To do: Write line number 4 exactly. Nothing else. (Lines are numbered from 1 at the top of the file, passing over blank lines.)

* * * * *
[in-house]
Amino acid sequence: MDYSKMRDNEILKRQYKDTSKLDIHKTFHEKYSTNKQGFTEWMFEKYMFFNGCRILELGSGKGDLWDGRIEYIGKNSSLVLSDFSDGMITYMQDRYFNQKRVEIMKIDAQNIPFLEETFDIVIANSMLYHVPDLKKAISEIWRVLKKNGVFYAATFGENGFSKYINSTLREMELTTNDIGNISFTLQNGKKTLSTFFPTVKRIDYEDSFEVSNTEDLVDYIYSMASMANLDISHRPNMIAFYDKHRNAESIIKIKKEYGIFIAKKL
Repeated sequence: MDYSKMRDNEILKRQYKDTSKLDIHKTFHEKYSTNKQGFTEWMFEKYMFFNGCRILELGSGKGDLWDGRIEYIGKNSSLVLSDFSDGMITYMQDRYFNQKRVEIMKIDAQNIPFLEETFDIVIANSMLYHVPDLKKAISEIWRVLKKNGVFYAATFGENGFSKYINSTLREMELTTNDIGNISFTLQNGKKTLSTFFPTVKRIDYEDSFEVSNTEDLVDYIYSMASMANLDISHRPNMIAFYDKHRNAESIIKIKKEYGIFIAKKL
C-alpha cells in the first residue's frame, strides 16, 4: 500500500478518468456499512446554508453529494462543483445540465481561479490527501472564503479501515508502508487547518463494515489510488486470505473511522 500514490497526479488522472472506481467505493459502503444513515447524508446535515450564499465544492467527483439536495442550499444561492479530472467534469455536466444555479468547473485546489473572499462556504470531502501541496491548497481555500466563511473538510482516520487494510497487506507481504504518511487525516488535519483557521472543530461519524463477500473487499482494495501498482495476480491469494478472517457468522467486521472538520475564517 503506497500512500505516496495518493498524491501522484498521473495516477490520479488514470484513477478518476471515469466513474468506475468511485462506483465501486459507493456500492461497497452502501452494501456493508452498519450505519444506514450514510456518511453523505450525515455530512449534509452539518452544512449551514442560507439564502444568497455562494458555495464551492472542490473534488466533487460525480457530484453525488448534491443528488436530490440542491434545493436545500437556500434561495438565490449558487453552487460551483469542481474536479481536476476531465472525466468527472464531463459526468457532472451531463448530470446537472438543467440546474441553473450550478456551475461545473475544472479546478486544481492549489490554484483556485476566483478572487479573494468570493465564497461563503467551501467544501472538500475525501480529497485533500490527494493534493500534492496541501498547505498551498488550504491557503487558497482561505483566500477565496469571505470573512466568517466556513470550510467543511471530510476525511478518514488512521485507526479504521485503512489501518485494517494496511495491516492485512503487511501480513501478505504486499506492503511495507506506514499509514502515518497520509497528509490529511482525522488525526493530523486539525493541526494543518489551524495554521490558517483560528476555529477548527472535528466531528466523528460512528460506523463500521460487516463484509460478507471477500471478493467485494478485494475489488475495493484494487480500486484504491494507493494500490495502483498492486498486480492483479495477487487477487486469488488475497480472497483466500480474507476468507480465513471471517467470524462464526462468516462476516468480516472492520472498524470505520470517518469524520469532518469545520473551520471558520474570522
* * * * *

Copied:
C-alpha cells in the first residue's frame, strides 16, 4: 500500500478518468456499512446554508453529494462543483445540465481561479490527501472564503479501515508502508487547518463494515489510488486470505473511522 500514490497526479488522472472506481467505493459502503444513515447524508446535515450564499465544492467527483439536495442550499444561492479530472467534469455536466444555479468547473485546489473572499462556504470531502501541496491548497481555500466563511473538510482516520487494510497487506507481504504518511487525516488535519483557521472543530461519524463477500473487499482494495501498482495476480491469494478472517457468522467486521472538520475564517 503506497500512500505516496495518493498524491501522484498521473495516477490520479488514470484513477478518476471515469466513474468506475468511485462506483465501486459507493456500492461497497452502501452494501456493508452498519450505519444506514450514510456518511453523505450525515455530512449534509452539518452544512449551514442560507439564502444568497455562494458555495464551492472542490473534488466533487460525480457530484453525488448534491443528488436530490440542491434545493436545500437556500434561495438565490449558487453552487460551483469542481474536479481536476476531465472525466468527472464531463459526468457532472451531463448530470446537472438543467440546474441553473450550478456551475461545473475544472479546478486544481492549489490554484483556485476566483478572487479573494468570493465564497461563503467551501467544501472538500475525501480529497485533500490527494493534493500534492496541501498547505498551498488550504491557503487558497482561505483566500477565496469571505470573512466568517466556513470550510467543511471530510476525511478518514488512521485507526479504521485503512489501518485494517494496511495491516492485512503487511501480513501478505504486499506492503511495507506506514499509514502515518497520509497528509490529511482525522488525526493530523486539525493541526494543518489551524495554521490558517483560528476555529477548527472535528466531528466523528460512528460506523463500521460487516463484509460478507471477500471478493467485494478485494475489488475495493484494487480500486484504491494507493494500490495502483498492486498486480492483479495477487487477487486469488488475497480472497483466500480474507476468507480465513471471517467470524462464526462468516462476516468480516472492520472498524470505520470517518469524520469532518469545520473551520471558520474570522